The likes of J. K. Rowling and Ricky Gervais and comedian Dave Chappelle are too rich and powerful to be cancelled. Hogarth is too old, too suffused in our culture to be cancelled. Thank god. But it doesn't stop these thugs diluting the legacy of so many of our great artists. Don't forget the Globe Theatre which was lovingly built to celebrate the work of Shakespeare, the greatest writer of plays in all human history.
The Globe have set about the task of decolonising Shakespeare, weeding out passages from King Lear, Macbeth and Romeo and Juliet which are problematic. Decolonising Shakespeare is going to be very difficult for them, given that Shakespeare existed before the colonial era began. But there is no logic to this frothing, swivel-eyed fundamentalism.
What right does this generation have to touch any of artistic works of the past. I think the Globe Theatre should be ashamed of themselves for daring to touch a syllable of Shakespeare. Frankly they should house Shakespeare at a venue where his work is appreciated, and tear down the Globe Theatre and replace it with a Tesco. One of those nice big ones
You know – one that sells socks, kettles and potted plants.
I could spend hours in one of those places. Paperback books, frying pans, underwear – heaven. So how dare these people impose their narrow, politicised, moralising judgement on Shakespeare, Hogarth or even the Rolling Stones for that matter. The Stones have had to take Brown Sugar off their playlist and will never sing it again live. Music enjoyed by every race creed and colour on this planet for decades is being cancelled now – how is that progress? And there are libraries in America removing problematic books. What the hell is a problematic books? Any book worth its weight IS problematic, sparking a debate, stimulating the reader and furthering human knowledge.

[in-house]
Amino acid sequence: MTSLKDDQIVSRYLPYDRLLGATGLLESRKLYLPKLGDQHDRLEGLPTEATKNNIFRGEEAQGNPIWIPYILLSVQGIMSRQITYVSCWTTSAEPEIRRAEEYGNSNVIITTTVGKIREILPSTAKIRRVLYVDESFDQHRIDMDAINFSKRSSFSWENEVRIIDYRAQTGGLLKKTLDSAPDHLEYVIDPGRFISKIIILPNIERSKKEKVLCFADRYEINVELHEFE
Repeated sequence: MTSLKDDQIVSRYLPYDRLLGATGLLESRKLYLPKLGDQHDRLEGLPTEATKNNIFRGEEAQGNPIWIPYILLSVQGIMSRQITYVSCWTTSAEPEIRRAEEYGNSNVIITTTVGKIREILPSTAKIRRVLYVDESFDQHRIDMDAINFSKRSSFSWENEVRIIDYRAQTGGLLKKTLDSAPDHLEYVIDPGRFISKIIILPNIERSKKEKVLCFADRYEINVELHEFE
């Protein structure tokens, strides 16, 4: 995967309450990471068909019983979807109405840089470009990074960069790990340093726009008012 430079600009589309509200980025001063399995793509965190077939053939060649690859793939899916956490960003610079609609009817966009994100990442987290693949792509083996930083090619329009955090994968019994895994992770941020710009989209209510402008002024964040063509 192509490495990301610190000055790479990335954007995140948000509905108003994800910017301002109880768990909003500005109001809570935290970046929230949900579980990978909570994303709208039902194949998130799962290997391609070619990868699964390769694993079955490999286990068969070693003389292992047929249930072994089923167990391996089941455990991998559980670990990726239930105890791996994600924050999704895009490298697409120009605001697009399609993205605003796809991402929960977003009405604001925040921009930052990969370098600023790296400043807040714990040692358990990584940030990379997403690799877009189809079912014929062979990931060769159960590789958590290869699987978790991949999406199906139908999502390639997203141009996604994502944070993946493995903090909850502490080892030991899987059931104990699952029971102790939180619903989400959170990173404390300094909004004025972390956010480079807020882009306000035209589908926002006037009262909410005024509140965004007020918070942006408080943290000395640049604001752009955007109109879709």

Here’s the point, history decides what we look at, what we exhibit and what we learn from it. William Hogarth is long dead and not in a position to protect his work and decide how it is presented. If he were alive, he would understandably withdraw his work from this particular gallery.
Do you think Damien Hirst would put up with some stupid disclaimer about animal rights next to his pickled shark? I don't think so. He would take his famous stuffed sheep and tell them to get stuffed too.
It's profoundly wrong and damaging to politicise the way that any artwork is presented. Art doesn't need a disclaimer, an apology or an explanation. Charlie Chaplin hated doing interviews. He said “if you want to understand me, watch my movies”. That's the same for all great artists.
All you need for Hogarth, van Gogh, Constable, Tracy Emin and Damien Hirst is the title of the piece and the year it was created. The rest is up to the viewer.
The relationship between the artist and the person beholding their work is a sacred one. It doesn’t require a middle man to help you interpret it.
What we are dealing with here, and it’s a problem in universities and other public institutions like the National Trust, is a privileged cadre of Britain hating elitists. And frankly it’s the woke Taliban, who are attacking and eroding our culture, that should be in a museum.